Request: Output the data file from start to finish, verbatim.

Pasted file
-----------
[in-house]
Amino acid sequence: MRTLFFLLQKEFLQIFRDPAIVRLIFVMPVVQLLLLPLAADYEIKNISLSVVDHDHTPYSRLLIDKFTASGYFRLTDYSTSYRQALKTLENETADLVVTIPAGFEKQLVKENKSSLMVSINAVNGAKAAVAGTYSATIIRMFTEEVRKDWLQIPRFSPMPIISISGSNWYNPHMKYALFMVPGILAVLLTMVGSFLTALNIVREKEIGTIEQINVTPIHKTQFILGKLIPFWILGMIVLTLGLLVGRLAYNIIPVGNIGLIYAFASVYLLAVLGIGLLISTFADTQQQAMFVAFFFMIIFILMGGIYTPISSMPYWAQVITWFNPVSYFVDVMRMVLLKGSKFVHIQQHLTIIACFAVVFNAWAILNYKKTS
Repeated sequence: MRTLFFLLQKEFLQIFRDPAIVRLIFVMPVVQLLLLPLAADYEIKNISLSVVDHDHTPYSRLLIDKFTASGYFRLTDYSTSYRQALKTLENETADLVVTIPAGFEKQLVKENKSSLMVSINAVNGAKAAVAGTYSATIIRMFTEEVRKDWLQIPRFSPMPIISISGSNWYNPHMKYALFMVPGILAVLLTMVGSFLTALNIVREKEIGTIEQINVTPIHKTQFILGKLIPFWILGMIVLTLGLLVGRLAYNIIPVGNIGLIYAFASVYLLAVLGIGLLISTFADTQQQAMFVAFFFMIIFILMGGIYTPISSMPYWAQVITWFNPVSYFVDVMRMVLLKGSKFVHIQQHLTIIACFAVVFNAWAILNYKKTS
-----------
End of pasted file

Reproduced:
[in-house]
Amino acid sequence: MRTLFFLLQKEFLQIFRDPAIVRLIFVMPVVQLLLLPLAADYEIKNISLSVVDHDHTPYSRLLIDKFTASGYFRLTDYSTSYRQALKTLENETADLVVTIPAGFEKQLVKENKSSLMVSINAVNGAKAAVAGTYSATIIRMFTEEVRKDWLQIPRFSPMPIISISGSNWYNPHMKYALFMVPGILAVLLTMVGSFLTALNIVREKEIGTIEQINVTPIHKTQFILGKLIPFWILGMIVLTLGLLVGRLAYNIIPVGNIGLIYAFASVYLLAVLGIGLLISTFADTQQQAMFVAFFFMIIFILMGGIYTPISSMPYWAQVITWFNPVSYFVDVMRMVLLKGSKFVHIQQHLTIIACFAVVFNAWAILNYKKTS
Repeated sequence: MRTLFFLLQKEFLQIFRDPAIVRLIFVMPVVQLLLLPLAADYEIKNISLSVVDHDHTPYSRLLIDKFTASGYFRLTDYSTSYRQALKTLENETADLVVTIPAGFEKQLVKENKSSLMVSINAVNGAKAAVAGTYSATIIRMFTEEVRKDWLQIPRFSPMPIISISGSNWYNPHMKYALFMVPGILAVLLTMVGSFLTALNIVREKEIGTIEQINVTPIHKTQFILGKLIPFWILGMIVLTLGLLVGRLAYNIIPVGNIGLIYAFASVYLLAVLGIGLLISTFADTQQQAMFVAFFFMIIFILMGGIYTPISSMPYWAQVITWFNPVSYFVDVMRMVLLKGSKFVHIQQHLTIIACFAVVFNAWAILNYKKTS